Highscreen / Vobis were huge in Germany and Austria. They kinda made computers accessible to everyday people. Back in those days, there were a lot of "hardcore" computer shops run by "hardcore" shop owners, which confused a lot of everyday people.
Vobis understood that and "unconfused" the masses by using simple language, appealing marketing and advertising and having clean / accessible stores in shopping malls.
They also serviced their own machines, so it was a one-stop-shop for people, and back in those days this was really important, because the industry had a lot of shady shops that took your money and sold you something overclocked, something fake, or something not compatible with each other.
With Vobis you got this OEM sense of "it just works", without having to pay as much.
That tower Amigaz has is a full size Colani tower. Luigi Colani is a designer, who likes things to be roundish and thus, ergonomic. Vobis teamed up with him and they launched a Colani themed desktop and full tower case. They were quite popular, although some people can't stand the look of them.
There are also other Colani accessories, such as joysticks and mice. It all looks very 60s/70s.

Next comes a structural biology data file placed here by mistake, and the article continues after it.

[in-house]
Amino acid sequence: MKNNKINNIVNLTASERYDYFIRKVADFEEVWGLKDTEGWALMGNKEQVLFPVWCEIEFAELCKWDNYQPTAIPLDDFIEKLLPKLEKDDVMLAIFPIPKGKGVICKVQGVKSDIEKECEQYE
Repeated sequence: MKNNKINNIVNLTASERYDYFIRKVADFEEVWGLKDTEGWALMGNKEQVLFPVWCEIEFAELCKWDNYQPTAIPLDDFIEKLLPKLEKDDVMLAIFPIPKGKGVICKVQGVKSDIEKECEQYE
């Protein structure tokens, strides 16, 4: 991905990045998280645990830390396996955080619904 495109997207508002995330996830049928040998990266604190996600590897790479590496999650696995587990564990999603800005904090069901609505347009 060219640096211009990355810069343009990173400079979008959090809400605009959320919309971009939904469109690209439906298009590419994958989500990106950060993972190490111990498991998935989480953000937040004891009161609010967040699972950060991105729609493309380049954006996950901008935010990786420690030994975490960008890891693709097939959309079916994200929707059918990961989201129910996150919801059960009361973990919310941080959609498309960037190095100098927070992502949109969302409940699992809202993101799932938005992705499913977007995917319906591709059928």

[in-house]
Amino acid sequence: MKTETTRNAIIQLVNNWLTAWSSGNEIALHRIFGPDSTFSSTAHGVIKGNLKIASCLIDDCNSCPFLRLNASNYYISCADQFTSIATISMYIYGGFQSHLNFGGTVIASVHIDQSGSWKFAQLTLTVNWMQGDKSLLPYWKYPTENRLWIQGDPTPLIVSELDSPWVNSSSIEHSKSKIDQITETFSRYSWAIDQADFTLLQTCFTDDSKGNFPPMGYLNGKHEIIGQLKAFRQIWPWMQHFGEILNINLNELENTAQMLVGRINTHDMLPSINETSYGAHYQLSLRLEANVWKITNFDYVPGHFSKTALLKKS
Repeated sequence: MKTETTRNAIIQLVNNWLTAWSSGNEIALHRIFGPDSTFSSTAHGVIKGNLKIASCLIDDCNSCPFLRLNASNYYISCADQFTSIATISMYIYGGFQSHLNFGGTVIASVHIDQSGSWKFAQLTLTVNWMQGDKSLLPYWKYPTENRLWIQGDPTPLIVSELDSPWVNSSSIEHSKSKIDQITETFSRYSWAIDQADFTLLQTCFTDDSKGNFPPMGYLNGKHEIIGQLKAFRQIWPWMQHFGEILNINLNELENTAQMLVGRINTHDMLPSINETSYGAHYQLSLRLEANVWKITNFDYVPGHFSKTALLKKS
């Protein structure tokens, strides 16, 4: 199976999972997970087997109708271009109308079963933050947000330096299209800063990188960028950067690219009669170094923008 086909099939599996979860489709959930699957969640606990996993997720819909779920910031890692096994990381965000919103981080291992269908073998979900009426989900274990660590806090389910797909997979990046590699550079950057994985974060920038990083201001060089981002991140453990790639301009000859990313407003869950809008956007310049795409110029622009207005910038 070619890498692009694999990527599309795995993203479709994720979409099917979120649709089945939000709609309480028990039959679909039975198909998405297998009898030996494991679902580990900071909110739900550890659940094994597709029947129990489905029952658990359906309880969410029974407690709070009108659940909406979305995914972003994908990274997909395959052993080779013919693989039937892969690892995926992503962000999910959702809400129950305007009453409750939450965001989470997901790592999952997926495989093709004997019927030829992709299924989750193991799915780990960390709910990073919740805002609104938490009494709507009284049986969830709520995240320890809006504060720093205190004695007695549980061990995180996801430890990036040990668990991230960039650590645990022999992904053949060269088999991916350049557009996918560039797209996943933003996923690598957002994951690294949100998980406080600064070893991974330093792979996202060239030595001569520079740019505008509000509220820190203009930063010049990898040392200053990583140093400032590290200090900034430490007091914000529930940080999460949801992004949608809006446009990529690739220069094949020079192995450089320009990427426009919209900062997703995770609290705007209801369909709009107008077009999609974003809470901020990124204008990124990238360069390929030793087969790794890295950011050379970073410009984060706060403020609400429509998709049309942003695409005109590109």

My first 386 was a Vobis. It had the design before Colani and a friend of mine bought the tower version.
The parts inside were a "surprise package". Vobis sourced components from Asia and placed massive orders. Despite this, it's possible that a similar configured machine has a different mainboard and video card.
They often didn't mention the brand of HDD or video card, and back in those days that wasn't important. They also didn't mention the brand of the processor, at least during the 386 days, because my 386DX-33 had a AMD DX-40 CPU clocked at 33.
You also got a CRT Monitor (Highscreen branded) and a very generous software compilation. In my case you got Windows 3.1 and Dos 5.0. All with very good, printed, documentation. There was usually something like PC tools or some other software bundled.
Vobis did try new things. For example the did bundle machines with OS/2 for a while and they also had some machines with RISC processors. I think something with "Alpha" in the name, can't remember.
They also had Highscreen branded accessories, such as scanners and Sound Blaster clones. All these items were simply rebranded, but to the customer this didn't matter. They knew it would work well and Vobis did offer support as well.
I finally got around to scanning in some pages from the "Highscreen Highlights" magazine, which I recently purchased from eBay Germany. Nobody else was bidding!
This magazine is pretty much from around the time I got my 386DX-33. So I was hoping there was an ad in this magazine, and I was lucky. It has the EXACT machine which I had as a kid. Same CRT, same yellow font on the front sticker, same software bundle.
Here are the pages:
PS: W7 paint sucks at scaling an image down and saving it as JPEG. The file ends up quite large, but looks worse. I then tried GIMP and got much better results...